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I know there's 7 box patterns for the major scale on the guitar. I think some people have it as 5 patterns.

I've never done scales that way though. I've only done it by ear where I can go up and down scales because I've done it many times. I also do it randomly because you can go between two octave points any way you want. For example, I could go just use 2 strings for an entire scale. I always thought 7 patterns was limiting because there's probably hundreds of patterns one could potentially use because there's so many paths one could take.

But I'm wondering if I should still learn those 7 patterns. Are there benefits to them, or can you do it by intuition just as well?

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    How do you know there are 7? – ggcg Apr 21 at 1:17
  • @ggcg I googled it. afaic there's at least 100. – user34288 Apr 21 at 2:49
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    Robben Ford doesn't know what "scale patterns" mean youtube.com/watch?v=TjfB7XDlfwc&t=8m45s Even the thing he's describing is musical patterns, not the visual dots-on-a-grid patterns that many guitarists actually mean with "patterns". – piiperi Reinstate Monica Apr 21 at 6:26
  • Intuition = immediate understanding without reasoning. How one achieves this, i don't know! Do you mean playing scales by simple hit and miss? One of the ideas of learning patterns is that they become automatic and take out of the equation the thinking 'I need that note, now where is it on the neck?' Intuition isn't going to help you learn much. – Tim Apr 21 at 6:33
  • @Tim too late for hit and miss (been doing that for the last 10 years). I can generally hit the note I have in my head now. – user34288 Apr 21 at 10:07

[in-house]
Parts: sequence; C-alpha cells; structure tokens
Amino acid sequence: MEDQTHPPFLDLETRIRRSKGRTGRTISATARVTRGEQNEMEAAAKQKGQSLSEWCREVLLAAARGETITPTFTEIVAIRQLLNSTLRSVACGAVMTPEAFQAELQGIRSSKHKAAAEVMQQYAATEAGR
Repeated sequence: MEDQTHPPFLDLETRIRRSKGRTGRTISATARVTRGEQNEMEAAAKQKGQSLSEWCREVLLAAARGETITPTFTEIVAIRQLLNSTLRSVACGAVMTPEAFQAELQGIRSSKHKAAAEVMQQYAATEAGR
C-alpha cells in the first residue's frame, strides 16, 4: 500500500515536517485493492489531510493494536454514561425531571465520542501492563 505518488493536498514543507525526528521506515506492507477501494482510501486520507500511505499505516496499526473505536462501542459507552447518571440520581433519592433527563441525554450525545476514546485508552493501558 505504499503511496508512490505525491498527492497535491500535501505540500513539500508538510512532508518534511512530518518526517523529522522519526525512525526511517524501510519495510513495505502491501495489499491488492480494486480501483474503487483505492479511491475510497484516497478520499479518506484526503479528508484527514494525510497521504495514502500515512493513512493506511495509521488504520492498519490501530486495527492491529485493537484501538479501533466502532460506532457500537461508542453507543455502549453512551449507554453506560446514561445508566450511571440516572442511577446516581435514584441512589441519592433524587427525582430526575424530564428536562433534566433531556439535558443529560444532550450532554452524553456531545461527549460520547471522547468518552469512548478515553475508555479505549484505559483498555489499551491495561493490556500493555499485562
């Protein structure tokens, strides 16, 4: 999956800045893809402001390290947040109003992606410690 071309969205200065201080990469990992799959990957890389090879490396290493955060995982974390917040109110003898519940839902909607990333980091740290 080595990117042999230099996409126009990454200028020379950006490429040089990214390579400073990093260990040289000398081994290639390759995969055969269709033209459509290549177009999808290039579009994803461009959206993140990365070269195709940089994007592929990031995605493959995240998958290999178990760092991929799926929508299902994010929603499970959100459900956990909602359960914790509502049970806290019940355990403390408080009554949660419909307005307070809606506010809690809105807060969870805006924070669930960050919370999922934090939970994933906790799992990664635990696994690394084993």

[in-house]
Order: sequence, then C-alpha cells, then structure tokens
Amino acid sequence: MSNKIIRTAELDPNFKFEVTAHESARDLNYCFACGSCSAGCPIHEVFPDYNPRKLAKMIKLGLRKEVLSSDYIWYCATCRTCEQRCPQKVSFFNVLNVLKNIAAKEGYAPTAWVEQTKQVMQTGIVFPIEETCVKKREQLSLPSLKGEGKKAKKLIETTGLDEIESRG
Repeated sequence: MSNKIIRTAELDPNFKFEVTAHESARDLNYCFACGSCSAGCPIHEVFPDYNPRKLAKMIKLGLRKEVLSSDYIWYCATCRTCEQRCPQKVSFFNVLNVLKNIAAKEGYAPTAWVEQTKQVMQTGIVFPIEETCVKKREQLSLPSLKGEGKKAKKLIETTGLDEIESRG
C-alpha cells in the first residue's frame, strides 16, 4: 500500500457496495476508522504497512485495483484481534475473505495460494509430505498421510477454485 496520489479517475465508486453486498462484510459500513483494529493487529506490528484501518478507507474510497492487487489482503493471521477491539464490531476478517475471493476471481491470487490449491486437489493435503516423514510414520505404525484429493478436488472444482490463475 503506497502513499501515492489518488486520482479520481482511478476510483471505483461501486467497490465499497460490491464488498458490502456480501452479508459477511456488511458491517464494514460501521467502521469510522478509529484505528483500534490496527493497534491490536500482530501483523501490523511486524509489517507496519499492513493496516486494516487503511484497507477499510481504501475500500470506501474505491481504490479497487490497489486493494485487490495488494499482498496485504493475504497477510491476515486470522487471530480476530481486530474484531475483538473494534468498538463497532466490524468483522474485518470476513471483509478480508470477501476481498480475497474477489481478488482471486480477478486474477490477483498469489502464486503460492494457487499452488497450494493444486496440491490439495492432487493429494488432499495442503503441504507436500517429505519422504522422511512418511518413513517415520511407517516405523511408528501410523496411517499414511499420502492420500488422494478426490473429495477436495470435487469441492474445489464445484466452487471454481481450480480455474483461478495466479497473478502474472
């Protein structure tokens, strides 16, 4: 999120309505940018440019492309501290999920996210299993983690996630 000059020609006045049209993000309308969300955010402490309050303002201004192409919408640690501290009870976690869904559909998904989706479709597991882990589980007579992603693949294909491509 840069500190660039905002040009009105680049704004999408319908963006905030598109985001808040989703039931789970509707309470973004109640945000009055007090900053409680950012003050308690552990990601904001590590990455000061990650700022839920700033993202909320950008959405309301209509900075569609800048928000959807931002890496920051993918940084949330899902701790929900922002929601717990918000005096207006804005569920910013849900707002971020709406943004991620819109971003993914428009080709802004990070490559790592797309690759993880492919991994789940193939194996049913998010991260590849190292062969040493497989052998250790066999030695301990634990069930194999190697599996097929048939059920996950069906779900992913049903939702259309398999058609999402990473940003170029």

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You seem to be basing a lot of your statements on assumptions and none of us can confirm or deny their validity. I could never convince you to use 6 strings if you claim that 2 is enough. But I cannot fathom how having more options reduces your freedom, as you imply. There are more benefits to learning patterns than can be listed here, but I will try.

First of all you mention "intuition". Without getting to far off on a tangent that should be in another exchange group I'd argue that there really is no such thing. People don't have mystical or magical powers to know things they don't already have some experience with. At least there is no objective scientific evidence for it. What most people call "intuition" is most likely pattern recognition. So I would argue that the more patterns you learn, the more intuitive you will become over time. Your subconscious mind will compare, contrast, and connect patterns you learn while you sleep. This will forge a deep knowledge of how such patterns are connected.